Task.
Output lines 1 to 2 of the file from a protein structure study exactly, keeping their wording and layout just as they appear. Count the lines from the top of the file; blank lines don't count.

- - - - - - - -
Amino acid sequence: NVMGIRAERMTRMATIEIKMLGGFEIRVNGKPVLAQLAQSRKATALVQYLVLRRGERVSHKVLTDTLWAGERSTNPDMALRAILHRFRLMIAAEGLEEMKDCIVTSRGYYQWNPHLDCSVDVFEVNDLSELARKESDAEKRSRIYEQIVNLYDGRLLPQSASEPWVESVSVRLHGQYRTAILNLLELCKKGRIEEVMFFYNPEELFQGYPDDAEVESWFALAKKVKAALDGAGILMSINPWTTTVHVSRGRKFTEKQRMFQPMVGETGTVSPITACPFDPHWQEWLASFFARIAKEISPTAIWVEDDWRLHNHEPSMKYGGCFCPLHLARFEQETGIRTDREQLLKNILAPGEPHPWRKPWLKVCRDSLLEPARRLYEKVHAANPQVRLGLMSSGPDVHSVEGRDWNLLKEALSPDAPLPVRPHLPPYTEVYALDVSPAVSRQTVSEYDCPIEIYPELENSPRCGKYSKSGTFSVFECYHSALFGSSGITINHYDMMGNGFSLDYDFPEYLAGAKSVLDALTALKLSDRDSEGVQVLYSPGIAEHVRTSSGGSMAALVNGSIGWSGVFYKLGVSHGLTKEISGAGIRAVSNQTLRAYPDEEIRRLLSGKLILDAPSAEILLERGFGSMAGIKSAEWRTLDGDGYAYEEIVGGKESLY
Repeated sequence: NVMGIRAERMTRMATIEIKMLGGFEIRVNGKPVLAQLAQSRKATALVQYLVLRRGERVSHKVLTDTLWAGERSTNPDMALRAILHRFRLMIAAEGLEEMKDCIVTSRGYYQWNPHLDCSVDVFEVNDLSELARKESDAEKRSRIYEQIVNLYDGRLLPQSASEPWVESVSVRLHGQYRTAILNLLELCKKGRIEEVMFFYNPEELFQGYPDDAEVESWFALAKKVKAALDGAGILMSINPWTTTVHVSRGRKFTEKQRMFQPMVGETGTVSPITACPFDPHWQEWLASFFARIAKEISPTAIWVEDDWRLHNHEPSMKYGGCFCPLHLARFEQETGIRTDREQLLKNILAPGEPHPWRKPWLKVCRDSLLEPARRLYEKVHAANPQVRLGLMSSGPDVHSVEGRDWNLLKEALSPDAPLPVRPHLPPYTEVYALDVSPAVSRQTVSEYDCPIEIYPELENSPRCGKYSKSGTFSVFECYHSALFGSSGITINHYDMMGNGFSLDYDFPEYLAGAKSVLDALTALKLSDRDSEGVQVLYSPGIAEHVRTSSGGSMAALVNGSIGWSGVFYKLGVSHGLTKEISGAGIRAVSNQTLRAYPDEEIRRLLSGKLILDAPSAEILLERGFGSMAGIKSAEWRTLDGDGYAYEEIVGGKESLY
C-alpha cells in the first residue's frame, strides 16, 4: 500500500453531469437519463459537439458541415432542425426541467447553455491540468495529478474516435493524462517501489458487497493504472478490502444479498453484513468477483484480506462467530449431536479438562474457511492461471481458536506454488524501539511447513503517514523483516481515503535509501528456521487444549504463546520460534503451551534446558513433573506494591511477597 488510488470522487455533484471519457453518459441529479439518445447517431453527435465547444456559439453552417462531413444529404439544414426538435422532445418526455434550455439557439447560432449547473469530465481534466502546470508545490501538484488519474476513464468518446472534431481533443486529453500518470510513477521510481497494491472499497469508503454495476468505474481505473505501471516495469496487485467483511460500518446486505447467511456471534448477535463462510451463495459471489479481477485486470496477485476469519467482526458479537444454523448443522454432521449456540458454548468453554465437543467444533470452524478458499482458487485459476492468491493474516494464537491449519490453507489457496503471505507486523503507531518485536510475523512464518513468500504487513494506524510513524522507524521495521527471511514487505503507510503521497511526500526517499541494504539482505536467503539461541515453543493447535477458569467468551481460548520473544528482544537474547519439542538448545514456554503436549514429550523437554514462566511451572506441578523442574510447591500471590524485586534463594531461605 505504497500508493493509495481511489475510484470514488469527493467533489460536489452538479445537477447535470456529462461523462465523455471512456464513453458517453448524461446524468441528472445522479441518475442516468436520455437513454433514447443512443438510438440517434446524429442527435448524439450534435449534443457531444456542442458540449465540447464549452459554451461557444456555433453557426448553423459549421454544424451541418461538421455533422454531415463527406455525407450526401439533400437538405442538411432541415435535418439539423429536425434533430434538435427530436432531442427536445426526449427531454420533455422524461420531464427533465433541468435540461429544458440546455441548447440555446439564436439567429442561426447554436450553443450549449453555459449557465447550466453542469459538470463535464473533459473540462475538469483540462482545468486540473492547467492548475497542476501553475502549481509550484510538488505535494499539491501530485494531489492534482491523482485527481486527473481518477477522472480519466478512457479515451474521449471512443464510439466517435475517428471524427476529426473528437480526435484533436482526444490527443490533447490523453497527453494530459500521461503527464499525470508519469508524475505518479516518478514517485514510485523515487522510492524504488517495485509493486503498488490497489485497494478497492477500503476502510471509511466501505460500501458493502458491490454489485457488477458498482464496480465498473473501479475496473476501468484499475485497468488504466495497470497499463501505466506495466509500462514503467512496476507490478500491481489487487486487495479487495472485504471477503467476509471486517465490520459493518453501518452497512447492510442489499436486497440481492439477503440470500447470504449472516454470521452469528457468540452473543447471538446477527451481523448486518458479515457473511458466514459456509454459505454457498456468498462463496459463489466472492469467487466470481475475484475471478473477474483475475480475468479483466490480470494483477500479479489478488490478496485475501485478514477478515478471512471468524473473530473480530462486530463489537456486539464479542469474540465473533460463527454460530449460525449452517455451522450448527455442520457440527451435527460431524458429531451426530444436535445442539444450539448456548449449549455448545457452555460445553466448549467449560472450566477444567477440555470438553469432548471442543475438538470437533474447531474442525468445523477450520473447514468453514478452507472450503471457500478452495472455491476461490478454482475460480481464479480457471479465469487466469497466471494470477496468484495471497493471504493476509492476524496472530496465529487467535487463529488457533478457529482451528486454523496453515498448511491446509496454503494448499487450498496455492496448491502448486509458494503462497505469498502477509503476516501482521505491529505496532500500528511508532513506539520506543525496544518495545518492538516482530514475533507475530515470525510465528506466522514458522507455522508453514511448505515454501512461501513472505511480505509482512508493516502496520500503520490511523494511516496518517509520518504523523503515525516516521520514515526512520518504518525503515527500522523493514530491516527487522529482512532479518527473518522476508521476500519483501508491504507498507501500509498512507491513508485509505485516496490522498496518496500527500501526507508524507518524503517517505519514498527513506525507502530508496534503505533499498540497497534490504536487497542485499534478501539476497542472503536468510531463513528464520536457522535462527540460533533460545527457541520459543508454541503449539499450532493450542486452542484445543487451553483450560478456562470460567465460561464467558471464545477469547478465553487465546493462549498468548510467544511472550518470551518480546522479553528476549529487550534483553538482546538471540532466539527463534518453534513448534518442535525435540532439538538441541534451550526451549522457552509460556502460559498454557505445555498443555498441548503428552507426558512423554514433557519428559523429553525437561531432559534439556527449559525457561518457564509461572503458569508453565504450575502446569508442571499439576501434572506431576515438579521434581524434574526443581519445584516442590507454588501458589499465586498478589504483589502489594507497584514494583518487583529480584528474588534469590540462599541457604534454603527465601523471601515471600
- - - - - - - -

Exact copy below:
Amino acid sequence: NVMGIRAERMTRMATIEIKMLGGFEIRVNGKPVLAQLAQSRKATALVQYLVLRRGERVSHKVLTDTLWAGERSTNPDMALRAILHRFRLMIAAEGLEEMKDCIVTSRGYYQWNPHLDCSVDVFEVNDLSELARKESDAEKRSRIYEQIVNLYDGRLLPQSASEPWVESVSVRLHGQYRTAILNLLELCKKGRIEEVMFFYNPEELFQGYPDDAEVESWFALAKKVKAALDGAGILMSINPWTTTVHVSRGRKFTEKQRMFQPMVGETGTVSPITACPFDPHWQEWLASFFARIAKEISPTAIWVEDDWRLHNHEPSMKYGGCFCPLHLARFEQETGIRTDREQLLKNILAPGEPHPWRKPWLKVCRDSLLEPARRLYEKVHAANPQVRLGLMSSGPDVHSVEGRDWNLLKEALSPDAPLPVRPHLPPYTEVYALDVSPAVSRQTVSEYDCPIEIYPELENSPRCGKYSKSGTFSVFECYHSALFGSSGITINHYDMMGNGFSLDYDFPEYLAGAKSVLDALTALKLSDRDSEGVQVLYSPGIAEHVRTSSGGSMAALVNGSIGWSGVFYKLGVSHGLTKEISGAGIRAVSNQTLRAYPDEEIRRLLSGKLILDAPSAEILLERGFGSMAGIKSAEWRTLDGDGYAYEEIVGGKESLY
Repeated sequence: NVMGIRAERMTRMATIEIKMLGGFEIRVNGKPVLAQLAQSRKATALVQYLVLRRGERVSHKVLTDTLWAGERSTNPDMALRAILHRFRLMIAAEGLEEMKDCIVTSRGYYQWNPHLDCSVDVFEVNDLSELARKESDAEKRSRIYEQIVNLYDGRLLPQSASEPWVESVSVRLHGQYRTAILNLLELCKKGRIEEVMFFYNPEELFQGYPDDAEVESWFALAKKVKAALDGAGILMSINPWTTTVHVSRGRKFTEKQRMFQPMVGETGTVSPITACPFDPHWQEWLASFFARIAKEISPTAIWVEDDWRLHNHEPSMKYGGCFCPLHLARFEQETGIRTDREQLLKNILAPGEPHPWRKPWLKVCRDSLLEPARRLYEKVHAANPQVRLGLMSSGPDVHSVEGRDWNLLKEALSPDAPLPVRPHLPPYTEVYALDVSPAVSRQTVSEYDCPIEIYPELENSPRCGKYSKSGTFSVFECYHSALFGSSGITINHYDMMGNGFSLDYDFPEYLAGAKSVLDALTALKLSDRDSEGVQVLYSPGIAEHVRTSSGGSMAALVNGSIGWSGVFYKLGVSHGLTKEISGAGIRAVSNQTLRAYPDEEIRRLLSGKLILDAPSAEILLERGFGSMAGIKSAEWRTLDGDGYAYEEIVGGKESLY